Conversations around recycling and the perils of landfills at capacity are now mainstream for both consumers and businesses. But it’s not all negative – in fact, a lot of productive conversations are happening around opportunities in this space.
Around the world, businesses and governments are seeking out real solutions, leading many of them to start speaking more about the circular economy.
Recently, Forbes’ Erik Kobayashi-Solomon featured companies making major strides for a more sustainable economy, including Sustana Fiber and our sister company Rolland. During his recent trip to GreenBiz’s Circularity ‘19 conference – the largest circular economy event in North America – Michele Bartolini, Senior Marketing Director, sat down with Erik to share more about how we help companies move toward a more sustainable supply chain and economic system.
Forbes rightly points out that an estimated 60 billion single-use containers, such as coffee cups, end up in landfills each year. However, the article goes on to explain how innovation is meeting this troubling challenge head on:
“One company I met, Sustana Fiber, is working to change the use-and-discard paradigm and develop a circular solution by discovering a way to economically recycle plastic-coated single-use cups.
Sustana’s process mechanically separates the plastic coating from the paper, cleans and treats the pulp, and forms it into sheets that can be combined with virgin fiber to create food containers that are FDA-compliant for direct contact with food under all use conditions. As a way of demonstrating that single-use cups can be recycled, in 2018, Sustana worked on a successful pilot program to recycle 25 million Starbucks cups and turn them back into perfect, FDA-compliant disposable coffee cups.”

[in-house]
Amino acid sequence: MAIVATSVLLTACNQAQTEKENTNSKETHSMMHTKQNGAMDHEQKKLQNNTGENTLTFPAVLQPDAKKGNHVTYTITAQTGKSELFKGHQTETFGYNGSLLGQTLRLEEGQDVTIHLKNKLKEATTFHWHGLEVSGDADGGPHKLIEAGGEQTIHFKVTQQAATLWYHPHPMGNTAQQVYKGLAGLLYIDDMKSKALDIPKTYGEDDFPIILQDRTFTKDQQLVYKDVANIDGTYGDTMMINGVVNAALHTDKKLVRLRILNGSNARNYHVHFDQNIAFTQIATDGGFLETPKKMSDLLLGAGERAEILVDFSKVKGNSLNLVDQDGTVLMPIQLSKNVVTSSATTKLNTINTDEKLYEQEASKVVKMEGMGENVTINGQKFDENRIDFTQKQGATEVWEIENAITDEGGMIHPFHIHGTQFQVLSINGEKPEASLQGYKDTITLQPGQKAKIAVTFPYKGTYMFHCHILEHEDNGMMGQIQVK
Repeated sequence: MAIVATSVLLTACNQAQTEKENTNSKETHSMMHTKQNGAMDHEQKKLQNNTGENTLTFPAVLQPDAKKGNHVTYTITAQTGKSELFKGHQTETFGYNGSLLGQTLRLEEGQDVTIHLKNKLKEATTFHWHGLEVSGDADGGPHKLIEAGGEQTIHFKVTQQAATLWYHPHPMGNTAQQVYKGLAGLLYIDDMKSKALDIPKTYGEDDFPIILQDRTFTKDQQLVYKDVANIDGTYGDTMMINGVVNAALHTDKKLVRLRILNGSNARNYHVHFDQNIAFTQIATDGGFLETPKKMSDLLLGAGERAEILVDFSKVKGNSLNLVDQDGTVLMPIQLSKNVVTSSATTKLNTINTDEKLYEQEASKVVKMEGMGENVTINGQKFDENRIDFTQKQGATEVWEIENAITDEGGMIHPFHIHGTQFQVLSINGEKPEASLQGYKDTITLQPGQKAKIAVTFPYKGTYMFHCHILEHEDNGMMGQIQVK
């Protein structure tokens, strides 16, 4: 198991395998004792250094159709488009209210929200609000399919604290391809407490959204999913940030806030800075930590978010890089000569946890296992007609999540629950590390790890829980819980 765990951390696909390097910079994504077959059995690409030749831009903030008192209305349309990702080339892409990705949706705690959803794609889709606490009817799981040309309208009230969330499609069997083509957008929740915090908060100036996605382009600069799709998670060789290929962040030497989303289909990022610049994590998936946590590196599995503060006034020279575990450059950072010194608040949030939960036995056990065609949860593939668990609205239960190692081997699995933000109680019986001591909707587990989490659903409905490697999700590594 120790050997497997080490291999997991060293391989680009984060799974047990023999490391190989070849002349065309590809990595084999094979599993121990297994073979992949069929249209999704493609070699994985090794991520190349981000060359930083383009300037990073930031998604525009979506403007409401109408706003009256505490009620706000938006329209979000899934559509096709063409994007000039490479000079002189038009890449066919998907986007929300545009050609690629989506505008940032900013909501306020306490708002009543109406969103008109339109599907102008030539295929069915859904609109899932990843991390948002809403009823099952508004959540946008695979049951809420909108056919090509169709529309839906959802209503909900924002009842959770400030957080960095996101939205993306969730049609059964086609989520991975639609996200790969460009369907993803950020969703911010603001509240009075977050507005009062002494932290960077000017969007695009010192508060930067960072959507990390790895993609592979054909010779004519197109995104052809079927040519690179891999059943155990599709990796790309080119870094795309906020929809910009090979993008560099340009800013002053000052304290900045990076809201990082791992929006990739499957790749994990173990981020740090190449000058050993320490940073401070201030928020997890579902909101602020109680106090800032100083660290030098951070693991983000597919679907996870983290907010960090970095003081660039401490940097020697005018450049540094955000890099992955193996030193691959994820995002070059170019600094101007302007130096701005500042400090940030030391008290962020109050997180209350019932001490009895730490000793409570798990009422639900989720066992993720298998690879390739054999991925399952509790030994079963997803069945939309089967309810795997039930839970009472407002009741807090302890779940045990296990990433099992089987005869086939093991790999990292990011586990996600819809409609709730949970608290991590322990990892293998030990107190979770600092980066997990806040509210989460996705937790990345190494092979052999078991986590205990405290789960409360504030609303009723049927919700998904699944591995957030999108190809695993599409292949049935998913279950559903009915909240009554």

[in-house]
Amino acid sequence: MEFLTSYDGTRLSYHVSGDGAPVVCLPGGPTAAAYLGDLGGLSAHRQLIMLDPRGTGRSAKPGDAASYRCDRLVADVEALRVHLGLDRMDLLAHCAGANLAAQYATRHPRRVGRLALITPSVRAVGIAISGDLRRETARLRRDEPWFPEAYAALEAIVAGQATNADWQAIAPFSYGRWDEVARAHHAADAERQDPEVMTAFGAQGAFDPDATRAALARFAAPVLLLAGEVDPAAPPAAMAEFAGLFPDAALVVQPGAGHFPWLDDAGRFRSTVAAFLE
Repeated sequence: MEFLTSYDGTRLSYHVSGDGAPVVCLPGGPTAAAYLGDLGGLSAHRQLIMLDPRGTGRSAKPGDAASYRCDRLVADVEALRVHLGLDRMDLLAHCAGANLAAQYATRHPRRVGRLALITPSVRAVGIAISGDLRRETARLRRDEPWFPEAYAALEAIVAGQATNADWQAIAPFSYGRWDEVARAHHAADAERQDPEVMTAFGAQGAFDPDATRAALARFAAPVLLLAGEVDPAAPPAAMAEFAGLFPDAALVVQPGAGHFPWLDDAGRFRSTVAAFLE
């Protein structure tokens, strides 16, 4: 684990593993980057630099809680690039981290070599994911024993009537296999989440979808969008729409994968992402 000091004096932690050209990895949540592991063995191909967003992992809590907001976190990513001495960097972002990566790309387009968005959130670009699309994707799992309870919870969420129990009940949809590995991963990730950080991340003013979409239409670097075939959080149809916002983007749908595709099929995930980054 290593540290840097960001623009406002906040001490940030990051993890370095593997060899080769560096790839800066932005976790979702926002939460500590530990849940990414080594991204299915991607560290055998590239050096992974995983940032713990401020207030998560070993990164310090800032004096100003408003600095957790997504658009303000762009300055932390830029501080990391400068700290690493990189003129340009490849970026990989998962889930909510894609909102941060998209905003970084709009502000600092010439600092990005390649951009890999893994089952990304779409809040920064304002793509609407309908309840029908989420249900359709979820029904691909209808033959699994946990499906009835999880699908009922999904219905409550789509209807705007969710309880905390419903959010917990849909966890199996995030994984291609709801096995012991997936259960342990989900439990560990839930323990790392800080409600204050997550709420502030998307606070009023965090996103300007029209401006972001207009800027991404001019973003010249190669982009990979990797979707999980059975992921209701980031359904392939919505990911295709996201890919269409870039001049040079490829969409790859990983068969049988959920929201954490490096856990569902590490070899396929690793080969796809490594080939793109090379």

For food and beverage brands struggling with how to reach their sustainability goals, it’s clear that packaging doesn’t need to be a limitation. In fact, it’s a strength. Forbes even points out that a cup made with 32 percent EnviroLife™ recycled fiber, is indistinguishable from a typical non-recycled paper cup, even though it has three times the recycled content of the industry standard.
Check out Forbes’ full coverage on fiber innovation and how the circular economy is poised to change the food and beverage industry for the better.